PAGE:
2005 Southwest Book Award * 2006 WILLA Literary Award Finalist
"A charming memoir. . . . While the legacy of [Lucy's] father's life is fragmented . . . her mother's background offers a brilliantly detailed picture of border life with its poverty brushed aside to allow joyùand the tantalizing smell of Mexican foodùto enter. . . . Affectionate, articulate, and always straightforward."ùTexas Books in Review
"Adds to the growing body of literary voices emerging from the border region of El Paso, Texas, and Ciudad Juarez, Chihuahua. The uniqueness of Fisher-West's voice is found in her ability to represent the Rio Grande as a source that unites people rather than as a divide that separates two nations. Her story celebrates the rich complexity a bicultural, and in her case, international life offers."ùMeredith E. Abarca, El Paso Times
"A delightful source of information about a way of Latino life that is sadly disappearing into the melting pot of Americana."ùEl Paso Inc.
Lucy Fischer-West knows the power of birthplace and of borders and rivers. Her memoir begins with the story of her parents, one reared in Germany, the other in Mexico, and how they found each other on the TexasûMexico border. Fischer-WestÆs own journeys take her from her birth in the Hudson River Valley; to her upbringing on both sides of the Rio Grande; across the Atlantic to Scotland and then France; and finally to IndiaÆs River Ganges, halfway around the world from the El Paso barrio where she grew up. Hers is an ordinary life made extraordinary by its path and by the people who, having touched and enriched her life, stay with her, as nurturing to her spirit as the rivers that help her mark time.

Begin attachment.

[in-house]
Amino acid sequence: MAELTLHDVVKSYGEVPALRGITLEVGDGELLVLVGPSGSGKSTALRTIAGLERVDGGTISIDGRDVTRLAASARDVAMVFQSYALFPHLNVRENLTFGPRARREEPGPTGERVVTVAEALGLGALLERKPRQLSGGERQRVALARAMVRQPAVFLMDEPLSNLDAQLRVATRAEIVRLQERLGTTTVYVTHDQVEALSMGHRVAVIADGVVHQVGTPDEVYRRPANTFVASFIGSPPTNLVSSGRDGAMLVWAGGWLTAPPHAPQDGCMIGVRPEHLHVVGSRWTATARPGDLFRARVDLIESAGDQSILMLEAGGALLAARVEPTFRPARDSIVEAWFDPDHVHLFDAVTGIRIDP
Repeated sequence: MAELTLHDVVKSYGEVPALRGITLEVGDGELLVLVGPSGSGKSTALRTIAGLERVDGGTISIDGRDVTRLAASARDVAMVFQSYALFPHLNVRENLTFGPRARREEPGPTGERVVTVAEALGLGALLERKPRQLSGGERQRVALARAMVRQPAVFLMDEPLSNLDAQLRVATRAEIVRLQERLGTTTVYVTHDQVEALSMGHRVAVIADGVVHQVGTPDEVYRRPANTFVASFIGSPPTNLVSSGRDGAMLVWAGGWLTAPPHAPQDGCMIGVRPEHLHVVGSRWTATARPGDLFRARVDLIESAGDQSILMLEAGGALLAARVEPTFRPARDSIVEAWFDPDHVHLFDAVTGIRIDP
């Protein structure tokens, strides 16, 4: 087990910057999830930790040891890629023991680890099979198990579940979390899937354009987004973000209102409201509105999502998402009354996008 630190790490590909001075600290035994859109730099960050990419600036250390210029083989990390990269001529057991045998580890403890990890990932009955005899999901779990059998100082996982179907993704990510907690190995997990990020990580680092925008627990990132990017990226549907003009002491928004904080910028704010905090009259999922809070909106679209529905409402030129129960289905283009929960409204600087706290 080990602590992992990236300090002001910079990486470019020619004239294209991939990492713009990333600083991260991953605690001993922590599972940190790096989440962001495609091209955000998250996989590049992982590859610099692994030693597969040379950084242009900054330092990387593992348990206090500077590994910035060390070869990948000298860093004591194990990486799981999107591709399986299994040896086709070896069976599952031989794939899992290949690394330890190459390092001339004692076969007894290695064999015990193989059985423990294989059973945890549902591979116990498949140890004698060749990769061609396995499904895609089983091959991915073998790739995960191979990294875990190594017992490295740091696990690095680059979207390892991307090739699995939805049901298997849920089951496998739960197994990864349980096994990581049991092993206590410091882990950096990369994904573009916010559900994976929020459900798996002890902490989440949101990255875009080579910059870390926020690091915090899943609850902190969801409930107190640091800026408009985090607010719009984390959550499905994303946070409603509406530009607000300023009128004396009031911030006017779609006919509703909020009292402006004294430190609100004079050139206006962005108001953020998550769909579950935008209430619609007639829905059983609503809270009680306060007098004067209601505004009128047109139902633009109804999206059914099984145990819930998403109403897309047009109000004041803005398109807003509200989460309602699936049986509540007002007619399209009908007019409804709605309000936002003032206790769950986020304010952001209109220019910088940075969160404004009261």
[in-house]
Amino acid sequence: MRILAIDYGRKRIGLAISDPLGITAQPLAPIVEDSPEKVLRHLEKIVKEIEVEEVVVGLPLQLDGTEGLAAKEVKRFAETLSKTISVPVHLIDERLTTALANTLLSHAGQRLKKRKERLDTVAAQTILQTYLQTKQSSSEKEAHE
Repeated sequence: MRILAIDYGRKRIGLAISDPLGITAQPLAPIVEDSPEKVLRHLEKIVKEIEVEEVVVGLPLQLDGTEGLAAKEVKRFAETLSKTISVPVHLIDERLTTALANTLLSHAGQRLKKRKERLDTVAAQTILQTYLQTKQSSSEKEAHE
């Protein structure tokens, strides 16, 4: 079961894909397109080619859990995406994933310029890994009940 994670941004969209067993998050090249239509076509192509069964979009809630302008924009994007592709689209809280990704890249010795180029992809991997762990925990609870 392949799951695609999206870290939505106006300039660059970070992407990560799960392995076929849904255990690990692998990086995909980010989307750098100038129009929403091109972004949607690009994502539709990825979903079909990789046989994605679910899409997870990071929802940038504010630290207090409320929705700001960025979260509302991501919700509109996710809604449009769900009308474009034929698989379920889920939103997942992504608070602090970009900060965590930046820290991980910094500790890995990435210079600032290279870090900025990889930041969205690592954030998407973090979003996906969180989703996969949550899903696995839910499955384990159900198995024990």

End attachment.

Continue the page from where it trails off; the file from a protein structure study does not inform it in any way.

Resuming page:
By focusing not on the conflicts of border life but rather on everyday experiences made rich by her appreciation of them, Fischer-West honors her rivers and the people who travel them, cross them, live on their banks, and bathe in their waters. Her story touches on the emotions that bind us to others: anger, sorrow, equanimity, exuberance, and serenity.
ôA true child of the Rio Grande, Lucy Fischer-West is a woman at home in the world.ö ùJoyce Gibson Roach
ôThe clear voice of my paisana, Lucy Fischer-West, pleasurably transports me back to my native city, El Paso, Texas. The stories of her Mexican mother and German father, and her own international river-braided tales, enrich the complex literature of the border.ö ùPat Mora
"When one reads Lucy Fischer-WestÆs Child of Many Rivers, one is not reading so much about the great rivers, vividly remembered, that have run through her rich and complex life and travelsùthe Rio Grande, the Hudson, the Clyde, the Gangesûbut of the deeper currents that run through all our lives from their sacred sources: all the strong and generous women like the author and her mother, like Mother Teresa of Calcutta, who work bone-hard through the most difficult poverty, heartbreak and tragedy, who nourish and nurture our souls, who feed us their rich stories and make our deserts bloom." ùLex Williford